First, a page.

On the West Coast, leaders have requested ‘all the help we can get.’
The wildfire that erupted on the West Coast became a crisis-ravaged nationwide crisis on Tuesday, killing at least 27 people in three states, triggering fires and fire incidents in Idaho, milky The sky clouded with smoke and the fog reached new. York City.
States that have so far burned more than five million acres of land in Oregon, California and Washington state are badly burned – with officials trying to adapt to the disaster with no clear end in the situation The conditions were profoundly faced with climate change.
The Bay Area, under a blanket of smoke for four weeks, set another record for constant warnings about dangerous air. The Oregon State Police set up a mobile morgue as teams searched buildings for survivors and the dead. Alaska Airlines suspended flights out of Portland, Ore. And Spokane, Wash., Citing “thick smoke and haze”. And Kate Brown of Oregon said late Monday night, “To fight fires of this scale, we need all the help we can get.”
Gavin Newsom of California met with President Trump at McClellan Park near Sacramento on Monday, thanking him for federal help and agreed that forest management could improve – while also noting that only 3 percent in California The land is under state control, compared to 57 percent under federal control. The governors of the three states asserted that climate change has made fires more dangerous, drying forests with rising heat and incinerating them to burn, a science that the president on Monday denied.
Washington Governor J. Inslee wrote in an open letter on Monday, “The rules for fighting wildfires are changing.” “There is no fire mitigation plan on this planet that does anyone good if it does not accept the role of climate change.”
Addressing Mr. Trump directly, he wrote, “I hope you had an enlightening trip to the West Coast, where you refused to address climate change – and to allow even more carbon pollution Your proactive steps – will trigger destructive wildlife like you see today. “
Firemen continued to fire dozens of fires on Tuesday morning. In California, the August Complex fire, which burned more than 750,000 acres northwest of Sacramento, was up to about 30 percent and Fresno’s Creek Fire northeast of about 16 percent, burning more than 200,000 acres.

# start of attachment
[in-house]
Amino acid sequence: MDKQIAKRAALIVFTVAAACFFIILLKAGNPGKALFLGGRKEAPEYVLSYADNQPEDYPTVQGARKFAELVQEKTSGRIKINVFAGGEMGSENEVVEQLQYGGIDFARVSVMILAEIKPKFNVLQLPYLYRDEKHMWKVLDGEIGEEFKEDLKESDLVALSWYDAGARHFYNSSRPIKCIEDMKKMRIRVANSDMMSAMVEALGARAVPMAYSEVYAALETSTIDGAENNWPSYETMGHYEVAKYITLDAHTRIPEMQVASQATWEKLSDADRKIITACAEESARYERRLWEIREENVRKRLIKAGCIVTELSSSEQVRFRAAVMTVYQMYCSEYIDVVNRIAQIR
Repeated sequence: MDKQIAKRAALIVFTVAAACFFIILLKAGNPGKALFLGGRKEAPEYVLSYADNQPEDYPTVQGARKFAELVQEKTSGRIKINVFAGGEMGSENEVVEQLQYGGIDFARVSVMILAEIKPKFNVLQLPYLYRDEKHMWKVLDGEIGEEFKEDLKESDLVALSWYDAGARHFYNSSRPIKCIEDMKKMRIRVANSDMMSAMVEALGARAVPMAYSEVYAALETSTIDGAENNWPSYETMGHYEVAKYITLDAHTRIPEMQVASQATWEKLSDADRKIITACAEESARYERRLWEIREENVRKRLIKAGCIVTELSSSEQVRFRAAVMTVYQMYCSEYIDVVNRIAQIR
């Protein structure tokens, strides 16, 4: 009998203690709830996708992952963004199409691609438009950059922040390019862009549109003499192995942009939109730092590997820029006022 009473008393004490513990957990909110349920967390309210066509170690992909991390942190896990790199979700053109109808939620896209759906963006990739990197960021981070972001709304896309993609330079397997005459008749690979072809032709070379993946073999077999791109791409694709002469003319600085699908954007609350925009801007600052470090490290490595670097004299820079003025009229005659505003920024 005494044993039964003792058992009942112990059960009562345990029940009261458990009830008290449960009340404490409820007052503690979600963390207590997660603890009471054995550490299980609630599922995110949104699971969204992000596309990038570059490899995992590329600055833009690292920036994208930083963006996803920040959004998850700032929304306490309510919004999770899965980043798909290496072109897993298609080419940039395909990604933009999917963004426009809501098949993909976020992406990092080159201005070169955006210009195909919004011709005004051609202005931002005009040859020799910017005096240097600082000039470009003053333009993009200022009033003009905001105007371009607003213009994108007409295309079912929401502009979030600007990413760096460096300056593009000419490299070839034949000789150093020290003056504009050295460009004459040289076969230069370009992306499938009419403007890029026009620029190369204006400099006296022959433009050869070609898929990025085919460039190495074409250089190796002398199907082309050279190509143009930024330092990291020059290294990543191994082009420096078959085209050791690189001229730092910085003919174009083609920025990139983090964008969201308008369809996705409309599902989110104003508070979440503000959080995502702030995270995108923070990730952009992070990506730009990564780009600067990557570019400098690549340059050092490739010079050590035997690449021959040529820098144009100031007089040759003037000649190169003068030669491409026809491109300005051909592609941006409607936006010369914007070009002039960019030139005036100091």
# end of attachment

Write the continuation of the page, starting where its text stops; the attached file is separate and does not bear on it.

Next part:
In Oregon, tens of thousands of people were still under evacuation orders and the Beechie Creek fire east of Salem burned over 200,000 acres.
With dozens of fires burning across millions of acres in Oregon and California, meteorologists are keeping an eye on how winds and moisture can affect them in war efforts. Although strong wind gusts are still possible, forecasters said some of the most devastating fire areas will benefit from gentle winds on Tuesday.
About three dozen fires have burned through more than 950,000 acres in Oregon. In California, 39 percent of North Complex fires totaling more than 264,000 acres are contained, while August complex fires spread over 755,000 acres, with only 30 percent contained.
The National Weather Service said winds are expected to decrease on Tuesday, but fog and mist will linger over northern California. Temperatures in the Valley and North Complex fire zones will drop between the 70s to mid-80s.
“There won’t be much wind today in that fire zone,” said meteorologist Jim Matthews of the National Weather Service. “I don’t think there will be adverse circumstances.”
He said that children under 20 will have moisture.
“We should see an improvement,” Mr. Matthews said. “More sunlight will filter through the smoke and it will start to stir in the atmosphere due to the southwest flow. But air quality is still estimated to be unhealthy. “
In Oregon, a “red flag” warning was issued of dangerous fire conditions east of the Cascades, and there was very little moisture in the air. But most of the major fires in the state are burning to the west of the mountains and firefighters battling them were expected to survive the high winds.
“The strongest winds west of the Cascades today typically run at speeds of around 15 mph,” said Charles Smith, a meteorologist with the National Weather Service in Oregon.
But east of the Cascades, there would be high winds and low humidity, making the situation “more dangerous than usual”, Mr Smith said. Quoting firefighters, “If there is a new fire, they will have problems in their initial attack.” ”